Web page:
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Thread: Best ukulele absolute beginners book assuming no music knowledge and is for morons?

  1. #11
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    Quote Originally Posted by Croaky Keith View Post
    Ukulele for Dummies

    Looking for one book for someone who has no prior musical knowledge, I'd suggest this is the one to get.
    i totally second this. i had taught myself a little bit of guitar - some chords and some picking patterns - from a book, about a million years ago when i was a kid. but "ukulele for dummies" is the book i got myself when i started on uke. the beginning of the book gently gets you going with some basic chords, the approach and tone is fun and quite humourous, but very very informative - once i had a few uke chords under my belt i closed the book and started plinking, but i went back to it often for reference if i had any questions. i know you can find pretty much every uke-related thing online somewhere, but it's nice to have a book, i think, everything is in one place, and you don't need to switch your computer on!
    lynda

    i'm interested in one thing, and one thing only. and that's bent coppers.

  2. #12
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    Quote Originally Posted by bird's eye view of my ukelele View Post
    i totally second this. i had taught myself a little bit of guitar - some chords and some picking patterns - from a book, about a million years ago when i was a kid. but "ukulele for dummies" is the book i got myself when i started on uke. the beginning of the book gently gets you going with some basic chords, the approach and tone is fun and quite humourous, but very very informative - once i had a few uke chords under my belt i closed the book and started plinking, but i went back to it often for reference if i had any questions. i know you can find pretty much every uke-related thing online somewhere, but it's nice to have a book, i think, everything is in one place, and you don't need to switch your computer on!
    Seeing that post reminds me that I have a part worked through copy of Uke for Dummies - set aside a few years back. It is a great reference source and could well get you started too. Thinking about it now my use of that book didn’t work that well for me but the fault for that lies not with the book but with me. Use the book to get yourself started and then put it down rather than attempting to work from cover to cover. My recollection is of the pace of learning being too fast for me, but it might be just right for others. I think that that extensive book is a wide course of study (Beginner to Master) so suggest that, once you have learnt enough from it to play some chords, you treat it as a comprehensive guide instead and tailor your use of it (dip in and out) accordingly. There is now a Dummies book of Uke exercises too, I haven’t checked it out recently but believe that the two have some overlap.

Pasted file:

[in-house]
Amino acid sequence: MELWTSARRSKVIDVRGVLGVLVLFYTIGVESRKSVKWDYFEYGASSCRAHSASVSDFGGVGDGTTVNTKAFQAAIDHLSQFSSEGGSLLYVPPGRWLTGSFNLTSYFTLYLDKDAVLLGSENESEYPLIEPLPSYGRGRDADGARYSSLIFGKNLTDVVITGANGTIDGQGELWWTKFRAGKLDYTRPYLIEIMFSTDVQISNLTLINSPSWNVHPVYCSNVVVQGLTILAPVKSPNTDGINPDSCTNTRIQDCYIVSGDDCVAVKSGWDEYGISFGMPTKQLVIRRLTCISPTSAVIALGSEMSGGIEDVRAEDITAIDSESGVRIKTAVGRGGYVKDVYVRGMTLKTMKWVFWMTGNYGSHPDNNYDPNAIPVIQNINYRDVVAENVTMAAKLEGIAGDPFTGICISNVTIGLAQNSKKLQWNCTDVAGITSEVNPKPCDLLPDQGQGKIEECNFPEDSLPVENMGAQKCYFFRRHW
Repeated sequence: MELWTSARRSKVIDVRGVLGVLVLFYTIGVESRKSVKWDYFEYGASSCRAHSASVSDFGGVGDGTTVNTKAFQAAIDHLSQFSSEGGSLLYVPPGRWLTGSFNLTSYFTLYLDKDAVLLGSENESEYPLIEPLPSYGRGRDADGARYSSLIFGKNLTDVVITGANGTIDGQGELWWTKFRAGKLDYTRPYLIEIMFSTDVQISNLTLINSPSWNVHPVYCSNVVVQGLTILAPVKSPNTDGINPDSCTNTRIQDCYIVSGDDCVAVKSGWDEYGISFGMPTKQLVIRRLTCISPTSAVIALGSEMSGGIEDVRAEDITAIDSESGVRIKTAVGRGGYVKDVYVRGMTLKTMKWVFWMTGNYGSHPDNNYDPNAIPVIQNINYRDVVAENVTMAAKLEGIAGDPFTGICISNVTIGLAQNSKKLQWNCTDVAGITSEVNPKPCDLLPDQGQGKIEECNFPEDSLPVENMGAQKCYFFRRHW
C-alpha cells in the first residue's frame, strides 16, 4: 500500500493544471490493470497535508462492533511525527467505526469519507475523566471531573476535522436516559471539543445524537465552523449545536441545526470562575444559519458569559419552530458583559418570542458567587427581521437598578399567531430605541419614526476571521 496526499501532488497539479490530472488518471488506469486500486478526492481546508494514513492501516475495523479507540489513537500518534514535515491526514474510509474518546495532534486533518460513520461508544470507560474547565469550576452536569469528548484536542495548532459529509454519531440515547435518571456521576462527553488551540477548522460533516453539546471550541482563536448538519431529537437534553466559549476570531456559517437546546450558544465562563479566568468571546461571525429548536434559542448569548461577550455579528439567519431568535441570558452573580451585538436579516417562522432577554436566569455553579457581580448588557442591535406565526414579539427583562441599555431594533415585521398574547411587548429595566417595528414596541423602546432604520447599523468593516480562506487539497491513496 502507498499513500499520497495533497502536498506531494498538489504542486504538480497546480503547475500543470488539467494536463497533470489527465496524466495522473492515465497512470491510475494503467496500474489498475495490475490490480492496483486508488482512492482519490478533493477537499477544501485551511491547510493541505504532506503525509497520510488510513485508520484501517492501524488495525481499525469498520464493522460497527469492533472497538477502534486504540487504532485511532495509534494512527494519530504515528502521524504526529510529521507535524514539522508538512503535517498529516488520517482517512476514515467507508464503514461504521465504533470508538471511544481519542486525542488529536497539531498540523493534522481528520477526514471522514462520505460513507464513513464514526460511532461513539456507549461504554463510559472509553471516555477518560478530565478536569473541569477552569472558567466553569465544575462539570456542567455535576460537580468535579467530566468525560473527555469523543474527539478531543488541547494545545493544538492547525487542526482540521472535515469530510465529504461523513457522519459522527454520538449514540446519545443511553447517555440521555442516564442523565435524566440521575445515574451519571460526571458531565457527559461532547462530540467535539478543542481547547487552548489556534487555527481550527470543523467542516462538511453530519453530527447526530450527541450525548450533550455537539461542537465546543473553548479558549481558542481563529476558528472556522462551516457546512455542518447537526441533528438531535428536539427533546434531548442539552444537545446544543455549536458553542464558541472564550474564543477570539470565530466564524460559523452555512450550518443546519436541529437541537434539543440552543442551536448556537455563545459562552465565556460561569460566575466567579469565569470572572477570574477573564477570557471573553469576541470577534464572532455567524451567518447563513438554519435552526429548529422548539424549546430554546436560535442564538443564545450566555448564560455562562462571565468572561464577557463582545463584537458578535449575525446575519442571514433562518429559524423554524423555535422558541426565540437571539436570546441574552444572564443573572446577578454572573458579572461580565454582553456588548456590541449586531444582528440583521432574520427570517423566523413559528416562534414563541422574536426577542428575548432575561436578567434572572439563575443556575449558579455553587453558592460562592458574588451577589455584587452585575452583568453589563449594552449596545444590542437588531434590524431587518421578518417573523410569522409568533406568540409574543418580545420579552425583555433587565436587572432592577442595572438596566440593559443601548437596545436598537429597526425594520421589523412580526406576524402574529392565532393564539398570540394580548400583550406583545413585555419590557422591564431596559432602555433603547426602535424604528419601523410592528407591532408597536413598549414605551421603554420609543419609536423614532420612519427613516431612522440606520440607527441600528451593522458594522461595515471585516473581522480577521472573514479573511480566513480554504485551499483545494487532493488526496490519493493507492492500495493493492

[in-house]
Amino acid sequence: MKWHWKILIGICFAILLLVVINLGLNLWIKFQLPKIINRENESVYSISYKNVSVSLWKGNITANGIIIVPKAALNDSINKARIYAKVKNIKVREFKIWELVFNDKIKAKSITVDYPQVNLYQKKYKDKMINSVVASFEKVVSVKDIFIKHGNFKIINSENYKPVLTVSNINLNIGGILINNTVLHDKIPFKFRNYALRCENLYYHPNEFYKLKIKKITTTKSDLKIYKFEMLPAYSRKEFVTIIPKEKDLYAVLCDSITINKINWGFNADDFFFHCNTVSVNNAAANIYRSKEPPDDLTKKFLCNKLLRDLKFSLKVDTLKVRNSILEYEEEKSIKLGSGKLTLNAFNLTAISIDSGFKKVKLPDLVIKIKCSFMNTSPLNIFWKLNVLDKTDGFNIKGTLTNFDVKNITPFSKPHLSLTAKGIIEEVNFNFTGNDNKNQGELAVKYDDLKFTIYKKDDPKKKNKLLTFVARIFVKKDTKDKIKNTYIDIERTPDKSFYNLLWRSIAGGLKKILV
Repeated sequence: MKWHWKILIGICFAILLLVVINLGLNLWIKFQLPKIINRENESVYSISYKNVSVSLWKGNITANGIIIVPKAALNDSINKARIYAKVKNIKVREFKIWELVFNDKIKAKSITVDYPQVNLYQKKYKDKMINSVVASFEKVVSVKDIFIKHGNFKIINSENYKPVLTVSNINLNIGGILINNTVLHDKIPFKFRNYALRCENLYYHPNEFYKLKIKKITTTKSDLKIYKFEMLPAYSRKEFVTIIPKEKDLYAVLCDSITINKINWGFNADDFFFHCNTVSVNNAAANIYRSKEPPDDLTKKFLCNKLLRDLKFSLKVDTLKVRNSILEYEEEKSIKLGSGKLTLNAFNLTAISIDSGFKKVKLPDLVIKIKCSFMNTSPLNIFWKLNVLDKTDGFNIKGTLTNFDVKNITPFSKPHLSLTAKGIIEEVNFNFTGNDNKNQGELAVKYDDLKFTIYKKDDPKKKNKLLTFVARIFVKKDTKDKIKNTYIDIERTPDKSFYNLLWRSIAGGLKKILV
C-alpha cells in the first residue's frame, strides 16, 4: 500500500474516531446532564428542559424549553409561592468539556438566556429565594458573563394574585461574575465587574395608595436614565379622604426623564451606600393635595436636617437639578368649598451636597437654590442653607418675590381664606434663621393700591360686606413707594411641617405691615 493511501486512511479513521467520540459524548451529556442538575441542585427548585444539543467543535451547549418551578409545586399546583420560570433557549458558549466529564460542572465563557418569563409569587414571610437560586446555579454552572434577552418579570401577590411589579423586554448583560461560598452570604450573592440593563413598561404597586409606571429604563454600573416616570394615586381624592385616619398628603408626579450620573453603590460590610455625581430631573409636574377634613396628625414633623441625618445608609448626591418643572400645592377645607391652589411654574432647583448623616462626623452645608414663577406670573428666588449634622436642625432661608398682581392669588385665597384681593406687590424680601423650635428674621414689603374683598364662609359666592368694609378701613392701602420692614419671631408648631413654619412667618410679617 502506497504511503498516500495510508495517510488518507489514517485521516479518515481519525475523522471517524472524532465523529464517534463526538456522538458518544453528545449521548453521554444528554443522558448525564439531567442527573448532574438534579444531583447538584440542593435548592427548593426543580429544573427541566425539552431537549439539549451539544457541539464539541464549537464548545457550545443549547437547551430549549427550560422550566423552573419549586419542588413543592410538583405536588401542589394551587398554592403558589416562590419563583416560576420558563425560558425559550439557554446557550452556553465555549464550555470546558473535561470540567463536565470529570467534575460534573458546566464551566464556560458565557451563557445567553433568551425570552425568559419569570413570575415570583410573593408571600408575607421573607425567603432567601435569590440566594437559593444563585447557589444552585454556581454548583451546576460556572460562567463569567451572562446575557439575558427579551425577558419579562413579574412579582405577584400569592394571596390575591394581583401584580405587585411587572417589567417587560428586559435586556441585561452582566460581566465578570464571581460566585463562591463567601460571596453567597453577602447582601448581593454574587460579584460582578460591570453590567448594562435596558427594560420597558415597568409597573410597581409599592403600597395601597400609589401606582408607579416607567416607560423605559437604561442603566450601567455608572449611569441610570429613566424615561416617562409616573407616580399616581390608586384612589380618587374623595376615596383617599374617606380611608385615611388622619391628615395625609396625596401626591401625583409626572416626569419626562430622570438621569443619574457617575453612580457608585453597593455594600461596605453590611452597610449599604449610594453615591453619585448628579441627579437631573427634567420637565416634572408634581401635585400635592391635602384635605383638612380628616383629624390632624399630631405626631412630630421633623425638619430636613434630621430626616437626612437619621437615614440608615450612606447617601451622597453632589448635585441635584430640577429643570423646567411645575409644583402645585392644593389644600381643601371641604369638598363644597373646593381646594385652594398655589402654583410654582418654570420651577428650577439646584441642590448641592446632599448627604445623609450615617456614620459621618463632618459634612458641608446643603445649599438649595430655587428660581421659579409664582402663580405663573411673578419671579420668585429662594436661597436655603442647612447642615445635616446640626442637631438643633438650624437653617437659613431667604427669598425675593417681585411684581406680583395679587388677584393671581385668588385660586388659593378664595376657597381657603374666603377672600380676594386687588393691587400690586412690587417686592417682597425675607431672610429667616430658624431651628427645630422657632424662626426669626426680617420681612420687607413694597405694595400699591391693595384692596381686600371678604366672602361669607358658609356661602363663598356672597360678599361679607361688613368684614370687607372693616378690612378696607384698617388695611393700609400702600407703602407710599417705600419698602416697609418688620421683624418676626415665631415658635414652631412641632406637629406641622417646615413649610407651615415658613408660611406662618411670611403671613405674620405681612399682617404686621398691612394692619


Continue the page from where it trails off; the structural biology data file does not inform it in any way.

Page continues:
Edit. Similar to Arcy below I find that my best progress is made when I play with a group of others. A good book gets you started and provides reference but it’s by repeatedly ‘doing’, and using the interaction with other players, that progress is made.
    Last edited by Graham Greenbag; 11-08-2018 at 11:02 PM.

  3. #13
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    I have a very good library system locally (they even have Ukulele workshops!) and checked out a couple dozen beginning Ukulele books and e-books. As much as I hate the title, I also really liked the Ukulele for Dummies and Ukulele Exercises for Dummies books -- the Dummies series are in general pretty well written.

    I didn't go straight through it, but it got me started and the topics it covered gave me pointers for other things to look for. Some of the topics (e.g. chord shapes) were straightforward from the text. Others (e.g. strumming) were too kinetic for me to understand in words so I went to video (YouTube, Lynda/LinkedIn Learning, etc.) for those.

    I've also been liking the Complete Ukulele Method (three books: Beginning, Intermediate, and Mastering) by Greg Horne.

    Once I had a very few basics I made very rapid improvements by playing with others.

  4. #14

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    I'll step out here. The Dummies series stuff is pretty tepid.

    I think you really should check out the book by the Ukulele Orchestra of Great Britain's bass player, Will Grove-White, "Get Plucky with the Ukulele."

    I've seen a few dozen uke books and this really is vastly superior to these.
    ----------------------------------
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  5. #15